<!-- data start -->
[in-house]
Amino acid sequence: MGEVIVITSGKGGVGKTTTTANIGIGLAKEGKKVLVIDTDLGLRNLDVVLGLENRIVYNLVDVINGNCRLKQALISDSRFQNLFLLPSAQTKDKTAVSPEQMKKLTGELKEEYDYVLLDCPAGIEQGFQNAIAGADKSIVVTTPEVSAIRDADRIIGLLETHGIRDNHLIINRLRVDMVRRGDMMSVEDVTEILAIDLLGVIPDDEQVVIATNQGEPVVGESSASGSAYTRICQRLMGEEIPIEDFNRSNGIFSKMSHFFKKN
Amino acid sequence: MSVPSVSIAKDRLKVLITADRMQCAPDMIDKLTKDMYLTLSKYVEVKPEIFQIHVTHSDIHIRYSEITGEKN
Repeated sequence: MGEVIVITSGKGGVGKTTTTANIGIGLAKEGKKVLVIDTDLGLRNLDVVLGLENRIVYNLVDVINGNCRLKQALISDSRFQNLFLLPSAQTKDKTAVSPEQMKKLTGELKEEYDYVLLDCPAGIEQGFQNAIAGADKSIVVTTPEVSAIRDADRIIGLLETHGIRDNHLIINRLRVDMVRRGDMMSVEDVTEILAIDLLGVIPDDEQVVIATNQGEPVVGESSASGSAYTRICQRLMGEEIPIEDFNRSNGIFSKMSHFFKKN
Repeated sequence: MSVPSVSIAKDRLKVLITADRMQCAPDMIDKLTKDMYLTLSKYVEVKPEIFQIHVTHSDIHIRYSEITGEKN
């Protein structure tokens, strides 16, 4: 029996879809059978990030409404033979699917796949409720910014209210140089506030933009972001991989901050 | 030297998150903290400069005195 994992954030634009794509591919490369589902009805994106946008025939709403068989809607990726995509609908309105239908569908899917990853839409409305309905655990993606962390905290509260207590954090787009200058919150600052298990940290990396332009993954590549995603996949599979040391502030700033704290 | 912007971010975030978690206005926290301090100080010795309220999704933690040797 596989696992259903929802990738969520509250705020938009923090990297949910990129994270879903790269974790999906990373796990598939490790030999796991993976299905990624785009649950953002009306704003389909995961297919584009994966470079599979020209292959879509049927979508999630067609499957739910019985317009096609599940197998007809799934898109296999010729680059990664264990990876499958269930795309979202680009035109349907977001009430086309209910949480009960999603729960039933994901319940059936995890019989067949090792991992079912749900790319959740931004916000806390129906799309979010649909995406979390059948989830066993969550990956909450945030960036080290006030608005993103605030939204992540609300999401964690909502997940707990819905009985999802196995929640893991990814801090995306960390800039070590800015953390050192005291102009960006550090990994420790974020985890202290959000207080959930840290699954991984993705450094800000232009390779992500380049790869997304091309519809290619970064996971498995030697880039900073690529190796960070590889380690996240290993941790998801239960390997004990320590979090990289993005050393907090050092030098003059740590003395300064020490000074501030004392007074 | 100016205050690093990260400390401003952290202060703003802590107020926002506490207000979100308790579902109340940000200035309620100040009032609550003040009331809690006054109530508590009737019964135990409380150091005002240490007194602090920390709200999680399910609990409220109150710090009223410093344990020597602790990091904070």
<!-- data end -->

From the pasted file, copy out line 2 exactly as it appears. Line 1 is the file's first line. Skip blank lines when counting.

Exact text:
Amino acid sequence: MGEVIVITSGKGGVGKTTTTANIGIGLAKEGKKVLVIDTDLGLRNLDVVLGLENRIVYNLVDVINGNCRLKQALISDSRFQNLFLLPSAQTKDKTAVSPEQMKKLTGELKEEYDYVLLDCPAGIEQGFQNAIAGADKSIVVTTPEVSAIRDADRIIGLLETHGIRDNHLIINRLRVDMVRRGDMMSVEDVTEILAIDLLGVIPDDEQVVIATNQGEPVVGESSASGSAYTRICQRLMGEEIPIEDFNRSNGIFSKMSHFFKKN